St 0.240ab 6.499B 5.644A 0.855A
Y 0.156b 6.810C 6.181B 0.629B
F value 3.075 62.729 37.087 7.832
P value 0.046 7.811E-27 1.993E-16 4.144E-4
Note: The same Roman letter in the superscript of each column in the table indicates that the difference between the two averages is not significant (P > 0.05). Otherwise, the difference between the two averages is significant (0.01 ≤ P < 0.05) or very significant (P < 0.01).

Considering that chromosome pairing deviations can strongly affect pollen fertility, an analysis of correlation between chromosome configuration and pollen fertility was performed in these 10 plants. In the overall genome, pollen fertility was significantly related to the number of ring bivalents (R2 = 0.42, P = 0.04) but not to the numbers of univalents or rod bivalents. However, pollen fertility and the number of ring bivalents were significantly correlated in the St (R2 = 0.45, P = 0.03) and H genomes (R2 = 0.50, P = 0.02) but not in the Y genome; moreover, pollen fertility was significantly related to univalents only in the St genome (R2 = 0.44, P = 0.04) and related to rod bivalents (R2 = 0.47, P = 0.03) only in the H genome. This indicates that pollen fertility was greatly affected by the chromosome pairing behaviour of both the St and H genomes but not the Y genome.

3.4. Associations among chromosome configuration, karyotype heterozygosity and seed setting

In the analysis presented above, significant correlations were found between karyotype heterozygosity and seed setting in each genome. However, significant correlations between chromosome configuration and pollen fertility were detected only in the St and H genomes and not in the Y genome. Correlation analysis showed a distinct relationship between pollen fertility and seed setting (R2 = 0.94, P = 4.45E-6) in 10 plants. Further correlation analysis was carried out among chromosome configuration, karyotype heterozygosity and seed setting, revealing that chromosome configuration (total bivalents, ring and rod bivalents) was significantly correlated with the heterozygosity of each genome and with seed setting in the St and H genomes, respectively, but not in the Y genome (Table 6). This suggests that the effect of heterozygosity on pollen fertility and seed setting in the Y genome was different from its effects in the St and H genomes due to the alteration of chromosome pairing.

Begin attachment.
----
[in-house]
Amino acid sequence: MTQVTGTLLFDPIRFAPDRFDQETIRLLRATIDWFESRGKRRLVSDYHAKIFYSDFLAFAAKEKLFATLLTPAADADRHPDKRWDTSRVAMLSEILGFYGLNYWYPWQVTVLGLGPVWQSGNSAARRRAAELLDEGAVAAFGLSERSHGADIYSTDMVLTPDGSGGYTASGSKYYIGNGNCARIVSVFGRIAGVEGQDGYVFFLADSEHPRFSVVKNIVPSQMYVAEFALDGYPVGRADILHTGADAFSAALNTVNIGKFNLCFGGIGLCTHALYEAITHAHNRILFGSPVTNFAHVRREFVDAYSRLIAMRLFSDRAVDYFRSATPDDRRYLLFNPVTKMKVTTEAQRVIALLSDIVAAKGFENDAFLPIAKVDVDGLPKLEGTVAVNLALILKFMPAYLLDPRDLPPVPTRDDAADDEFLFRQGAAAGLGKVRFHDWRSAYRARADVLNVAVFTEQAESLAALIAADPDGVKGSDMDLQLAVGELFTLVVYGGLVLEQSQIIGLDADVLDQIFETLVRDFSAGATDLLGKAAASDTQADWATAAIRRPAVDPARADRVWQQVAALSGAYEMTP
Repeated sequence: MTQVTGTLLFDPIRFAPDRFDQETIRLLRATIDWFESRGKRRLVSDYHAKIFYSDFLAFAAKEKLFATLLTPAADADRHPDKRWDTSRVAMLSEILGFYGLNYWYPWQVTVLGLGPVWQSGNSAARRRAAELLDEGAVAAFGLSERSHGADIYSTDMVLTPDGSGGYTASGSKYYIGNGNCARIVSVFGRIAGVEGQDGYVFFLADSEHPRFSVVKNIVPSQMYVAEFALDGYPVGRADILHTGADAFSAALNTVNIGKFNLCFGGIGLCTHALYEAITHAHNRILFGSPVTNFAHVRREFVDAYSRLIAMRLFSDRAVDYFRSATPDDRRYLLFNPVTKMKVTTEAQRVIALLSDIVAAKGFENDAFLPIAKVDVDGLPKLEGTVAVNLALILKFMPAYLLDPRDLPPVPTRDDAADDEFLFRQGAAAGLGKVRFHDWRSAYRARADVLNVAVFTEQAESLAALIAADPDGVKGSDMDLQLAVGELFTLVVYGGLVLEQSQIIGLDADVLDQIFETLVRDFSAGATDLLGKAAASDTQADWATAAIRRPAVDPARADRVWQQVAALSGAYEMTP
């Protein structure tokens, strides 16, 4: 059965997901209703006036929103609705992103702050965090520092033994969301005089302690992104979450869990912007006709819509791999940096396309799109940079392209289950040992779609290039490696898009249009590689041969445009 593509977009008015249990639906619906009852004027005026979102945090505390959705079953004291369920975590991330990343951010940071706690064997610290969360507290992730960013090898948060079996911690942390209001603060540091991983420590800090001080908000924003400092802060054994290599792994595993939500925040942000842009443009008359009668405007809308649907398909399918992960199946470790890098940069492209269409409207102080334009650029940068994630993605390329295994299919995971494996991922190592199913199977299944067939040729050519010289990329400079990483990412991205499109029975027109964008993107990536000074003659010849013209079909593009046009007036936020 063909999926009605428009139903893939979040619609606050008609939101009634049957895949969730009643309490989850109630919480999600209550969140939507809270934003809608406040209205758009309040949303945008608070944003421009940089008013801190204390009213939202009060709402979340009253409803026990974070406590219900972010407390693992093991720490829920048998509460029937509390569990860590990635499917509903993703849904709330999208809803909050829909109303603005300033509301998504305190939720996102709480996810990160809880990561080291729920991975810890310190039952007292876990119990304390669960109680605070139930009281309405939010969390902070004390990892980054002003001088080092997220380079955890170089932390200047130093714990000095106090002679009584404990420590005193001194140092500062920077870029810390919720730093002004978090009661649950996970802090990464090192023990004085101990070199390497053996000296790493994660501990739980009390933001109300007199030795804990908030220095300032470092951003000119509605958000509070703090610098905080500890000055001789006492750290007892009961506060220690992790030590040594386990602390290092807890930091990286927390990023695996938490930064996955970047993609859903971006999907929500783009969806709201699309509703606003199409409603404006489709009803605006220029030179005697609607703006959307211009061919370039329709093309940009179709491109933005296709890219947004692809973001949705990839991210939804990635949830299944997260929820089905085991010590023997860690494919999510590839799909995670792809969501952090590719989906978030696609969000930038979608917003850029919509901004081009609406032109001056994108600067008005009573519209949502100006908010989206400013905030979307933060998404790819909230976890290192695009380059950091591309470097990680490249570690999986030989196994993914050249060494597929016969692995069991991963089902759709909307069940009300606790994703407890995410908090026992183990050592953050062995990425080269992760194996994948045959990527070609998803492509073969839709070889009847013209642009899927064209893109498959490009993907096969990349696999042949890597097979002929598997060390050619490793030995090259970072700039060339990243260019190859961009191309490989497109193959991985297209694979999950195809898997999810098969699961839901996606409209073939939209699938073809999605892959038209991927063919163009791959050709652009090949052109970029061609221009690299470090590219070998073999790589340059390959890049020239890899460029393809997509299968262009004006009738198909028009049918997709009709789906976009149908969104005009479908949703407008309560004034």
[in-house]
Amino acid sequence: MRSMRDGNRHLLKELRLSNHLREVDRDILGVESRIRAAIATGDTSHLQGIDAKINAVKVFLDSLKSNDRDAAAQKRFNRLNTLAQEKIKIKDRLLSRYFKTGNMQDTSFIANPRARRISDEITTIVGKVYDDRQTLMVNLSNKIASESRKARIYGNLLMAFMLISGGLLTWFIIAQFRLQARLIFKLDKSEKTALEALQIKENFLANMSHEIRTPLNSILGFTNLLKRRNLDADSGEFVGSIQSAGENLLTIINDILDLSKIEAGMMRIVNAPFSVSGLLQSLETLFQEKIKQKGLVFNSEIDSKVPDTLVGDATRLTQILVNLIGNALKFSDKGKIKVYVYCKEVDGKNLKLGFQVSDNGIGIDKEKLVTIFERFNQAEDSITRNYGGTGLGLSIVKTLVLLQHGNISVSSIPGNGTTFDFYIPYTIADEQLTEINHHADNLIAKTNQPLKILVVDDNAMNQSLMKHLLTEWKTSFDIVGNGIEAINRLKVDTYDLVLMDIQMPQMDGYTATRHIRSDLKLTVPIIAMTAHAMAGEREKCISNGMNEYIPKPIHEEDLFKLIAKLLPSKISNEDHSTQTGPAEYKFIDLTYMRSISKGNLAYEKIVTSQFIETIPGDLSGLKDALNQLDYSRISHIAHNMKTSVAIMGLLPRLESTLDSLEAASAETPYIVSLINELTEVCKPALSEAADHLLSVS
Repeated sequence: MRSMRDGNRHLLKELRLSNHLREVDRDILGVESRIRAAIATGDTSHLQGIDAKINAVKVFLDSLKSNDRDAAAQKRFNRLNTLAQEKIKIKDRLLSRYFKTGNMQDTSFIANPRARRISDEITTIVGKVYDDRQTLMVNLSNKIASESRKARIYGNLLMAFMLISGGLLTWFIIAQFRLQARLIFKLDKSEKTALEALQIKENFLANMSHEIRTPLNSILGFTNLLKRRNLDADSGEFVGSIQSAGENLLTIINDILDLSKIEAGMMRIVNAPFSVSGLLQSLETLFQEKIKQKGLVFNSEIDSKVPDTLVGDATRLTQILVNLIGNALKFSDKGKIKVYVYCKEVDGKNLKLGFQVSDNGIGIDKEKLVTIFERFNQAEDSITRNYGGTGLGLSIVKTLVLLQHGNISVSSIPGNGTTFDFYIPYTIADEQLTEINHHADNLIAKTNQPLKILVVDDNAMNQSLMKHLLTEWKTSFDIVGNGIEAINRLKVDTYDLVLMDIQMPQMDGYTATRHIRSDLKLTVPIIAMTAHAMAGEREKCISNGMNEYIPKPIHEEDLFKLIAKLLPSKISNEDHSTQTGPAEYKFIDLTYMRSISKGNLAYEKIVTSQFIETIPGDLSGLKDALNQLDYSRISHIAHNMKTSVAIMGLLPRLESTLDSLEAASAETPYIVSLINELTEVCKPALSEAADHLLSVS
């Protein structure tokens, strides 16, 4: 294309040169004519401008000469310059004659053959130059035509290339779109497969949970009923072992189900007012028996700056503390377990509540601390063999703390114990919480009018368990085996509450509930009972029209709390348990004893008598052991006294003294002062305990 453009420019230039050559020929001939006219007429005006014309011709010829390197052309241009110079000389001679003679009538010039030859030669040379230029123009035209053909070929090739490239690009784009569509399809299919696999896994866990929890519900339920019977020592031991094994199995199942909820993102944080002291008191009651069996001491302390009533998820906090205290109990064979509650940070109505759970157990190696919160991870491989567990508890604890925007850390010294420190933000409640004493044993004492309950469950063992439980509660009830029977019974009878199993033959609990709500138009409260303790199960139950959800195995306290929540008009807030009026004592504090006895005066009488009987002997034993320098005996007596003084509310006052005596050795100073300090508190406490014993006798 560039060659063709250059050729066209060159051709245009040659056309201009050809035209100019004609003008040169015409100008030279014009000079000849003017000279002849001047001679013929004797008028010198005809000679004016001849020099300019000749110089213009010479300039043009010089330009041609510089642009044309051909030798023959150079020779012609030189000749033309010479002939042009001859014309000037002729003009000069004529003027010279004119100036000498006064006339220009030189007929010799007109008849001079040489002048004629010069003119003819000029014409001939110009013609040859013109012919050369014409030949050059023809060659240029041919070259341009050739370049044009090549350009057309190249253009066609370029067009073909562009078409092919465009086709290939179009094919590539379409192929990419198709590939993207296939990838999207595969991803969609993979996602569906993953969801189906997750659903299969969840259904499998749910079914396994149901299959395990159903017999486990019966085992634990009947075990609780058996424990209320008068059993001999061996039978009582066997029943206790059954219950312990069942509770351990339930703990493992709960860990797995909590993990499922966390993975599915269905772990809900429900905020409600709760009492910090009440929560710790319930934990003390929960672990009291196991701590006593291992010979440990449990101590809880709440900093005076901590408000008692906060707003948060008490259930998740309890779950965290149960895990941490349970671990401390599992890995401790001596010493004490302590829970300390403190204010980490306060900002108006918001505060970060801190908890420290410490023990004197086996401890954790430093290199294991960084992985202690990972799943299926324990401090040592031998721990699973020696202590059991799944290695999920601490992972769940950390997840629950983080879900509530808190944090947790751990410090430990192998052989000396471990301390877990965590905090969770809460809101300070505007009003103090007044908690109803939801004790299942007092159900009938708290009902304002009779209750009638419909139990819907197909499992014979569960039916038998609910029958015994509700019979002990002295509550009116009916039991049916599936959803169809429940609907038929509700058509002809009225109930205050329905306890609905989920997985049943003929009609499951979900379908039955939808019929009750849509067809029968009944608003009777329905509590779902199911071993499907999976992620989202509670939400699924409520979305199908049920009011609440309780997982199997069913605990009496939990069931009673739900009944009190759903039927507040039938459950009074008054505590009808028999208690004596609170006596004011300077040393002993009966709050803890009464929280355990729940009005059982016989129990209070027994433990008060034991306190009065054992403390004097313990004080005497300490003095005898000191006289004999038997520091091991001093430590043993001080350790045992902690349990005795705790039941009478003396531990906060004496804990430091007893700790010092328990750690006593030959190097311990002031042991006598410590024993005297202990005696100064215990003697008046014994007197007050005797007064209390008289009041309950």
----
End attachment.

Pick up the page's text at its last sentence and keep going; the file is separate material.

Table 6 Correlations of chromosome configuration with karyotype heterozygosity and seed setting.
Linear fitting Heterozygosity and Seed setting and
Total bivalents Ring bivalents Rod bivalents Total bivalents Ring bivalents Rod bivalents
H R2 0.5676 0.7361 0.6764 0.4542 0.6323 0.6264
P value 0.0119 0.0015 0.0035 0.0326 0.0060 0.0064